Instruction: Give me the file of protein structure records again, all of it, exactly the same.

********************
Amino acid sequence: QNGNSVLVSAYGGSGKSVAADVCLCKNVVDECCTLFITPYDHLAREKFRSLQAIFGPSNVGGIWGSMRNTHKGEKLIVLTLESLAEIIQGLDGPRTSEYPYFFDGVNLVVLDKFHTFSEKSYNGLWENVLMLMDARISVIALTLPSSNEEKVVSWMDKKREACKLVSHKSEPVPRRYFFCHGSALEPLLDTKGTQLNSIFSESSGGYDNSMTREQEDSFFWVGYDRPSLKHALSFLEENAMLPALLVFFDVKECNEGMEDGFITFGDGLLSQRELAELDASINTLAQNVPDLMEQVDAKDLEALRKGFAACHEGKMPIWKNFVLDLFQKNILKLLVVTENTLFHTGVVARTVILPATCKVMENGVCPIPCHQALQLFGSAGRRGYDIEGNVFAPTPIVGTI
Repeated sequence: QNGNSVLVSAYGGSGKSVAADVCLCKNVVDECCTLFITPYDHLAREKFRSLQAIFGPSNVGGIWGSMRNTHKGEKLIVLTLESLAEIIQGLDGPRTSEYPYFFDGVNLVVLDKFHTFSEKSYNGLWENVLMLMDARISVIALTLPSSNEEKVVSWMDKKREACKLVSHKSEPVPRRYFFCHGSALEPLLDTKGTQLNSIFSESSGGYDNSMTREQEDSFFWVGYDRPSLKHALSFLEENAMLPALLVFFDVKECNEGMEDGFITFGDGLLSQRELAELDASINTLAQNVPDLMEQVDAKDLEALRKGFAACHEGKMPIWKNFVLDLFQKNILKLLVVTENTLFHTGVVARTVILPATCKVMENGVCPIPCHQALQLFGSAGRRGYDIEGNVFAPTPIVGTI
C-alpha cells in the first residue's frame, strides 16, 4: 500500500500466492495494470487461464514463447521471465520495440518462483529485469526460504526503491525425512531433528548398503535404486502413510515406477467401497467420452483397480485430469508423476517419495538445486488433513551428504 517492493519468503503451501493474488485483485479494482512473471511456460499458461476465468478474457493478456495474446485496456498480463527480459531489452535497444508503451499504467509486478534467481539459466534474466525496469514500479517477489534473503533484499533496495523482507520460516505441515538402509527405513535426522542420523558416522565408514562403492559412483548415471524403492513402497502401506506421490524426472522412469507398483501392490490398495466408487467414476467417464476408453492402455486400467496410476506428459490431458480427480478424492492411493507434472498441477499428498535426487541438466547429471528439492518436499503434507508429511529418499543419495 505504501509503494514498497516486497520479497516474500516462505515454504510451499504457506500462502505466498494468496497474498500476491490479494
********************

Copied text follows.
Amino acid sequence: QNGNSVLVSAYGGSGKSVAADVCLCKNVVDECCTLFITPYDHLAREKFRSLQAIFGPSNVGGIWGSMRNTHKGEKLIVLTLESLAEIIQGLDGPRTSEYPYFFDGVNLVVLDKFHTFSEKSYNGLWENVLMLMDARISVIALTLPSSNEEKVVSWMDKKREACKLVSHKSEPVPRRYFFCHGSALEPLLDTKGTQLNSIFSESSGGYDNSMTREQEDSFFWVGYDRPSLKHALSFLEENAMLPALLVFFDVKECNEGMEDGFITFGDGLLSQRELAELDASINTLAQNVPDLMEQVDAKDLEALRKGFAACHEGKMPIWKNFVLDLFQKNILKLLVVTENTLFHTGVVARTVILPATCKVMENGVCPIPCHQALQLFGSAGRRGYDIEGNVFAPTPIVGTI
Repeated sequence: QNGNSVLVSAYGGSGKSVAADVCLCKNVVDECCTLFITPYDHLAREKFRSLQAIFGPSNVGGIWGSMRNTHKGEKLIVLTLESLAEIIQGLDGPRTSEYPYFFDGVNLVVLDKFHTFSEKSYNGLWENVLMLMDARISVIALTLPSSNEEKVVSWMDKKREACKLVSHKSEPVPRRYFFCHGSALEPLLDTKGTQLNSIFSESSGGYDNSMTREQEDSFFWVGYDRPSLKHALSFLEENAMLPALLVFFDVKECNEGMEDGFITFGDGLLSQRELAELDASINTLAQNVPDLMEQVDAKDLEALRKGFAACHEGKMPIWKNFVLDLFQKNILKLLVVTENTLFHTGVVARTVILPATCKVMENGVCPIPCHQALQLFGSAGRRGYDIEGNVFAPTPIVGTI
C-alpha cells in the first residue's frame, strides 16, 4: 500500500500466492495494470487461464514463447521471465520495440518462483529485469526460504526503491525425512531433528548398503535404486502413510515406477467401497467420452483397480485430469508423476517419495538445486488433513551428504 517492493519468503503451501493474488485483485479494482512473471511456460499458461476465468478474457493478456495474446485496456498480463527480459531489452535497444508503451499504467509486478534467481539459466534474466525496469514500479517477489534473503533484499533496495523482507520460516505441515538402509527405513535426522542420523558416522565408514562403492559412483548415471524403492513402497502401506506421490524426472522412469507398483501392490490398495466408487467414476467417464476408453492402455486400467496410476506428459490431458480427480478424492492411493507434472498441477499428498535426487541438466547429471528439492518436499503434507508429511529418499543419495 505504501509503494514498497516486497520479497516474500516462505515454504510451499504457506500462502505466498494468496497474498500476491490479494